TAMPA — The caravan bore signs such as “Living Wages” and “USF works because we do” on their windows as the vehicles drove in a continuous loop Saturday outside the Lifsey House, honking and chanting in front of the official residence of the president of the University of South Florida.
The protest calling for the end of the “disrespect and neglect” of graduate assistants was organized by the USF Graduate Assistant United, a union representing about 2,000 masters and doctoral students at the university.
It also called attention to their contract, which expired June 30. The union is in the process of collective bargaining and is calling for improvements such as better health insurance, a living wage and paid parental leave.
But they believe the university is dragging its hooves. After their first collective bargaining meeting in January, the organization said USF administration spent months ignoring its emails and canceled March’s bargaining session. The two sides met in June, but no financial commitments were made.
“The less time at the bargaining table, the less we can get,” said Samantha Shepard, a fourth-year doctoral student and teaching assistant in psychology who led the chants through a megaphone Saturday.
USF spokesman Adam Freeman said in a statement to the Tampa Bay Times that the university is committed to the process.
“We have been diligent in addressing concerns raised by (USF Graduate Assistant United), which is demonstrated in a recently agreed upon Memorandum of Understanding,” the statement said. “The primary unresolved items pertain to budgetary commitment sought by (the union.) Given the continuing impact of the COVID-19 pandemic, it would not be financially responsible for the university to make long-term fiscal commitments at this time.”
Shepard said the university’s priorities are misplaced, and pointed to the recent $1 million it spent last year to design and adopt a new logo (which it later disavowed because critics said it looked too much like the logo of Wall Street’s Merrill Lynch) and the $700,000 it recently spent to install a fence around the Tampa campus.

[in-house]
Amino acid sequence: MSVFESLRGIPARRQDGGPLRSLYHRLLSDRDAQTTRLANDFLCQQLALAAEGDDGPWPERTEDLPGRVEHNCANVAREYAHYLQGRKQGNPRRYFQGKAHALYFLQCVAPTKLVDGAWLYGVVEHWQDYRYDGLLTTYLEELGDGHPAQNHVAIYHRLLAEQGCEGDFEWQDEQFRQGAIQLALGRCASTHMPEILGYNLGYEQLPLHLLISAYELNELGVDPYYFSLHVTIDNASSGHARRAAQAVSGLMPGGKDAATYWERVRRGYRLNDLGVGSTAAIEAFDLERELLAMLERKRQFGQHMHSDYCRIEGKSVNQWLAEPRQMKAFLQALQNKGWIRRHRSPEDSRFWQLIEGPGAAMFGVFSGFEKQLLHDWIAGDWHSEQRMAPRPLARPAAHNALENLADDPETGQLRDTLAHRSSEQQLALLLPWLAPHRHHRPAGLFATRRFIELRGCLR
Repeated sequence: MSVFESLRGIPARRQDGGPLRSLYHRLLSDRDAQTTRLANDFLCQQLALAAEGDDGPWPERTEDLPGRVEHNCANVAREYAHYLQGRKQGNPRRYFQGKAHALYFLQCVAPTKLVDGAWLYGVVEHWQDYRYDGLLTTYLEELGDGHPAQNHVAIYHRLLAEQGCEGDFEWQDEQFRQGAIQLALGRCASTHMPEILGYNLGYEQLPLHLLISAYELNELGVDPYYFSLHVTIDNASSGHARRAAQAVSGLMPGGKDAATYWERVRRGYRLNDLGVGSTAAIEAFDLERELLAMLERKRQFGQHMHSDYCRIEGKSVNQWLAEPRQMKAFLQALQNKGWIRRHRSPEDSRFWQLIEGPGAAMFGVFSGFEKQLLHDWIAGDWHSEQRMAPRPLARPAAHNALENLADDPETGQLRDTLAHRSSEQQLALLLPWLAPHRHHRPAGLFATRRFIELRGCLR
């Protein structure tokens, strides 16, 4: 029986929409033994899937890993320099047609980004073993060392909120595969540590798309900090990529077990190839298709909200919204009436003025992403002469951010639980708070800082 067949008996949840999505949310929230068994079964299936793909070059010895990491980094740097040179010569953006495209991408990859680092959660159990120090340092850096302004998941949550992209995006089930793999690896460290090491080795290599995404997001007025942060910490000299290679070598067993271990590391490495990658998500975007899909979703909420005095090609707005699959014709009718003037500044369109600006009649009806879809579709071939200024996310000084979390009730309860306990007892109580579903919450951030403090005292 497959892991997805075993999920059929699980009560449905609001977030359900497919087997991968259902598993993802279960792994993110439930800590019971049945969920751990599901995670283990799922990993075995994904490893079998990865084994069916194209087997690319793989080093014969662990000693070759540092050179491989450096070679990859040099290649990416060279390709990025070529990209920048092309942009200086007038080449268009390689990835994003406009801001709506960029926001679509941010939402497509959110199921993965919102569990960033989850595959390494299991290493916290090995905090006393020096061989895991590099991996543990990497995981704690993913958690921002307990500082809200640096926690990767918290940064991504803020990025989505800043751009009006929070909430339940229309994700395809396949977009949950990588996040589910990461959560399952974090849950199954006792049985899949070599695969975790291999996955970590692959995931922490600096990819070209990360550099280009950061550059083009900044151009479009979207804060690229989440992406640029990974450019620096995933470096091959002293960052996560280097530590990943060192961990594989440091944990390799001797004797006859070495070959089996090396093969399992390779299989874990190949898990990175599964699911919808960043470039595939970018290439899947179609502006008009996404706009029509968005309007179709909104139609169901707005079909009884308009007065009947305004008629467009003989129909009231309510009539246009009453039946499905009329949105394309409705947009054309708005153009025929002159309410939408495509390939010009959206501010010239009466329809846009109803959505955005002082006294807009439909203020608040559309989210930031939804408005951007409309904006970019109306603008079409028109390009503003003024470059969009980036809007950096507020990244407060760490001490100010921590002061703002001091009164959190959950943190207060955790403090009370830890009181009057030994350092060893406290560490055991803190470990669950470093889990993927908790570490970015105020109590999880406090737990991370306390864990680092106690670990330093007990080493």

She said USF should not sacrifice its graduate students as it deals with the pandemic’s effect on its budget.
“If there are going to be budget cuts,” she said, “they should cut from the top, not the bottom.”
Matt Eckel, a doctoral student in philosophy, said graduate students are among the most vulnerable workers and that situation will only worsen when the university re-opens in the fall. Graduate students will be required to partake in many in-person operations, such as teaching.
“USF is doing a lot to keep everyone safe, their plan is very detailed,” he said. “But there’s a kind of disparity that graduate students are expected to return the same way faculty are. Our lives could be upended if we get sick ... It is scary.”
They don’t have the health insurance that faculty do, he said, nor do they have dental or vision insurance. Under the old contract, he said his old out of pocket maximum was $7,000.
Badger also talked about the importance of paid parental leave. He said he took unpaid leave when his wife gave birth, and they struggled financially.
The union said the minimum annual stipend for doctoral and graduate students is $17,800 and $12,500 under the old contract. The federal poverty level for a single adult is $12,140, while the living wage is $27,768 when housing, food and transportation are factored in.
The protest was originally scheduled to take place on foot, but they said the dean of students sent them an email saying that hosting an in-person event would violate USF’s pandemic regulations and they could risk being referred to the conduct board.
The union’s vice president, Sam Badger, chanted at the cars: “Do you want to die to teach freshmen?”
At one point he turned the bullhorn on Lifesy House and called out to USF President Steve Currall.
“Hi,” Badger said. “Are you in there?”
The president did not come out.
The next session is July 17.
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Coverage of local and national protests from the Tampa Bay Times
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WHAT ARE ARRESTED PROTESTERS CHARGED WITH? About half the charges filed have included unlawful assembly.
CAN YOU BE FIRED FOR PROTESTING? In Florida, you can. Learn more.
HEADING TO A PROTEST? How to protect eyes from teargas, pepper spray and rubber bullets.